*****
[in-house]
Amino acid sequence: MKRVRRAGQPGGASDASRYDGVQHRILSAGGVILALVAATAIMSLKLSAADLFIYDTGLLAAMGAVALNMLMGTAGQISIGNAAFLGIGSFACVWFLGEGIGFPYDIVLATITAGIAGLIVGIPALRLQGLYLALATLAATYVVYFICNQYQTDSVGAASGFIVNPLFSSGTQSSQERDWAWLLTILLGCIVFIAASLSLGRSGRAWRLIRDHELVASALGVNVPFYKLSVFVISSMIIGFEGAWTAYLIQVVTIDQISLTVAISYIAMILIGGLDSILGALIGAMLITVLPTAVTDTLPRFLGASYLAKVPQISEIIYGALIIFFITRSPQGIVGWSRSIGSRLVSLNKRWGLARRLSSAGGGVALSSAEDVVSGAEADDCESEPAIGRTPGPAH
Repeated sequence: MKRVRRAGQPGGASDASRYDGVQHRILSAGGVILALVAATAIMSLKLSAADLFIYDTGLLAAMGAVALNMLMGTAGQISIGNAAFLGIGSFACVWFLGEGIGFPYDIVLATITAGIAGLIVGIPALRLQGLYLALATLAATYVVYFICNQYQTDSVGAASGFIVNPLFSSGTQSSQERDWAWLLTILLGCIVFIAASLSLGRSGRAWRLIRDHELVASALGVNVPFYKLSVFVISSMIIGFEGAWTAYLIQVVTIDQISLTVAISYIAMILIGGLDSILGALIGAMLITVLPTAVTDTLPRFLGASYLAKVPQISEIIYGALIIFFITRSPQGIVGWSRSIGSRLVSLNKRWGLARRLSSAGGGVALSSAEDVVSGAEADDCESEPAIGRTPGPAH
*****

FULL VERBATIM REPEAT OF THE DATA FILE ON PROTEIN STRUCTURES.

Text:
[in-house]
Amino acid sequence: MKRVRRAGQPGGASDASRYDGVQHRILSAGGVILALVAATAIMSLKLSAADLFIYDTGLLAAMGAVALNMLMGTAGQISIGNAAFLGIGSFACVWFLGEGIGFPYDIVLATITAGIAGLIVGIPALRLQGLYLALATLAATYVVYFICNQYQTDSVGAASGFIVNPLFSSGTQSSQERDWAWLLTILLGCIVFIAASLSLGRSGRAWRLIRDHELVASALGVNVPFYKLSVFVISSMIIGFEGAWTAYLIQVVTIDQISLTVAISYIAMILIGGLDSILGALIGAMLITVLPTAVTDTLPRFLGASYLAKVPQISEIIYGALIIFFITRSPQGIVGWSRSIGSRLVSLNKRWGLARRLSSAGGGVALSSAEDVVSGAEADDCESEPAIGRTPGPAH
Repeated sequence: MKRVRRAGQPGGASDASRYDGVQHRILSAGGVILALVAATAIMSLKLSAADLFIYDTGLLAAMGAVALNMLMGTAGQISIGNAAFLGIGSFACVWFLGEGIGFPYDIVLATITAGIAGLIVGIPALRLQGLYLALATLAATYVVYFICNQYQTDSVGAASGFIVNPLFSSGTQSSQERDWAWLLTILLGCIVFIAASLSLGRSGRAWRLIRDHELVASALGVNVPFYKLSVFVISSMIIGFEGAWTAYLIQVVTIDQISLTVAISYIAMILIGGLDSILGALIGAMLITVLPTAVTDTLPRFLGASYLAKVPQISEIIYGALIIFFITRSPQGIVGWSRSIGSRLVSLNKRWGLARRLSSAGGGVALSSAEDVVSGAEADDCESEPAIGRTPGPAH